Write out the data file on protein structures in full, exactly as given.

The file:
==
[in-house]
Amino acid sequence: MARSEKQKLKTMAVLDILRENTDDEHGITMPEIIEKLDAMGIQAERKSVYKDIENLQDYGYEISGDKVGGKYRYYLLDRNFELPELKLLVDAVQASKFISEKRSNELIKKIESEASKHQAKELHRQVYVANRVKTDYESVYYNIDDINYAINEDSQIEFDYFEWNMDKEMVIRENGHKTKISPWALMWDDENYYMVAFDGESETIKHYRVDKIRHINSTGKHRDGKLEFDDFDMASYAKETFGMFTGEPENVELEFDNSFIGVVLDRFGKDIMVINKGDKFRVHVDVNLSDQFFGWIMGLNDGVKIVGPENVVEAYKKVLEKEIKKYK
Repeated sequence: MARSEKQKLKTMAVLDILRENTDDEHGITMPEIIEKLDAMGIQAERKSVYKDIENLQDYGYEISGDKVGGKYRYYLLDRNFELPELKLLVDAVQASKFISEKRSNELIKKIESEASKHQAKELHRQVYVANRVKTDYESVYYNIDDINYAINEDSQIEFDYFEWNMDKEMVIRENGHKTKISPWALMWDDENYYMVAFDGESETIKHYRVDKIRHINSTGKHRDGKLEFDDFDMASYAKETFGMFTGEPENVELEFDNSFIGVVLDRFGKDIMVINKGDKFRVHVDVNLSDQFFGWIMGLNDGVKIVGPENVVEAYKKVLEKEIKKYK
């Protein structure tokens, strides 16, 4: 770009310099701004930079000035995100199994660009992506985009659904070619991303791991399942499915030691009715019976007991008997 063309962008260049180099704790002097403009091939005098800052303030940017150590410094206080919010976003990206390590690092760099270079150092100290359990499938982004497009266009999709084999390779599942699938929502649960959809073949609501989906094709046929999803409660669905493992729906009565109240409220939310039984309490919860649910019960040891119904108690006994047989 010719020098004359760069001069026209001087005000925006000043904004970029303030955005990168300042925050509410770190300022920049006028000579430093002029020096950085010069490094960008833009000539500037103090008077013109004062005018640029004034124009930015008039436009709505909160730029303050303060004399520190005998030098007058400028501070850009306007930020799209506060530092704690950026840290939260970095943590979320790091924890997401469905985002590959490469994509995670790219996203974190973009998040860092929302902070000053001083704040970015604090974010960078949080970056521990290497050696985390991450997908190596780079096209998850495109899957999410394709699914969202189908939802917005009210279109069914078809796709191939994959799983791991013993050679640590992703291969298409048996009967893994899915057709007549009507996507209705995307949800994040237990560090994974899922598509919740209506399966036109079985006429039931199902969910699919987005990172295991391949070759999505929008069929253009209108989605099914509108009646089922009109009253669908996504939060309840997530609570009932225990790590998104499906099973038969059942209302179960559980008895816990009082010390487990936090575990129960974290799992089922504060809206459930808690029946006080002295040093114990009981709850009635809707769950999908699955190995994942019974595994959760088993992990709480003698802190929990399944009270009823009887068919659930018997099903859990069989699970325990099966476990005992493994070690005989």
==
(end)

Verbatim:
[in-house]
Amino acid sequence: MARSEKQKLKTMAVLDILRENTDDEHGITMPEIIEKLDAMGIQAERKSVYKDIENLQDYGYEISGDKVGGKYRYYLLDRNFELPELKLLVDAVQASKFISEKRSNELIKKIESEASKHQAKELHRQVYVANRVKTDYESVYYNIDDINYAINEDSQIEFDYFEWNMDKEMVIRENGHKTKISPWALMWDDENYYMVAFDGESETIKHYRVDKIRHINSTGKHRDGKLEFDDFDMASYAKETFGMFTGEPENVELEFDNSFIGVVLDRFGKDIMVINKGDKFRVHVDVNLSDQFFGWIMGLNDGVKIVGPENVVEAYKKVLEKEIKKYK
Repeated sequence: MARSEKQKLKTMAVLDILRENTDDEHGITMPEIIEKLDAMGIQAERKSVYKDIENLQDYGYEISGDKVGGKYRYYLLDRNFELPELKLLVDAVQASKFISEKRSNELIKKIESEASKHQAKELHRQVYVANRVKTDYESVYYNIDDINYAINEDSQIEFDYFEWNMDKEMVIRENGHKTKISPWALMWDDENYYMVAFDGESETIKHYRVDKIRHINSTGKHRDGKLEFDDFDMASYAKETFGMFTGEPENVELEFDNSFIGVVLDRFGKDIMVINKGDKFRVHVDVNLSDQFFGWIMGLNDGVKIVGPENVVEAYKKVLEKEIKKYK
């Protein structure tokens, strides 16, 4: 770009310099701004930079000035995100199994660009992506985009659904070619991303791991399942499915030691009715019976007991008997 063309962008260049180099704790002097403009091939005098800052303030940017150590410094206080919010976003990206390590690092760099270079150092100290359990499938982004497009266009999709084999390779599942699938929502649960959809073949609501989906094709046929999803409660669905493992729906009565109240409220939310039984309490919860649910019960040891119904108690006994047989 010719020098004359760069001069026209001087005000925006000043904004970029303030955005990168300042925050509410770190300022920049006028000579430093002029020096950085010069490094960008833009000539500037103090008077013109004062005018640029004034124009930015008039436009709505909160730029303050303060004399520190005998030098007058400028501070850009306007930020799209506060530092704690950026840290939260970095943590979320790091924890997401469905985002590959490469994509995670790219996203974190973009998040860092929302902070000053001083704040970015604090974010960078949080970056521990290497050696985390991450997908190596780079096209998850495109899957999410394709699914969202189908939802917005009210279109069914078809796709191939994959799983791991013993050679640590992703291969298409048996009967893994899915057709007549009507996507209705995307949800994040237990560090994974899922598509919740209506399966036109079985006429039931199902969910699919987005990172295991391949070759999505929008069929253009209108989605099914509108009646089922009109009253669908996504939060309840997530609570009932225990790590998104499906099973038969059942209302179960559980008895816990009082010390487990936090575990129960974290799992089922504060809206459930808690029946006080002295040093114990009981709850009635809707769950999908699955190995994942019974595994959760088993992990709480003698802190929990399944009270009823009887068919659930018997099903859990069989699970325990099966476990005992493994070690005989």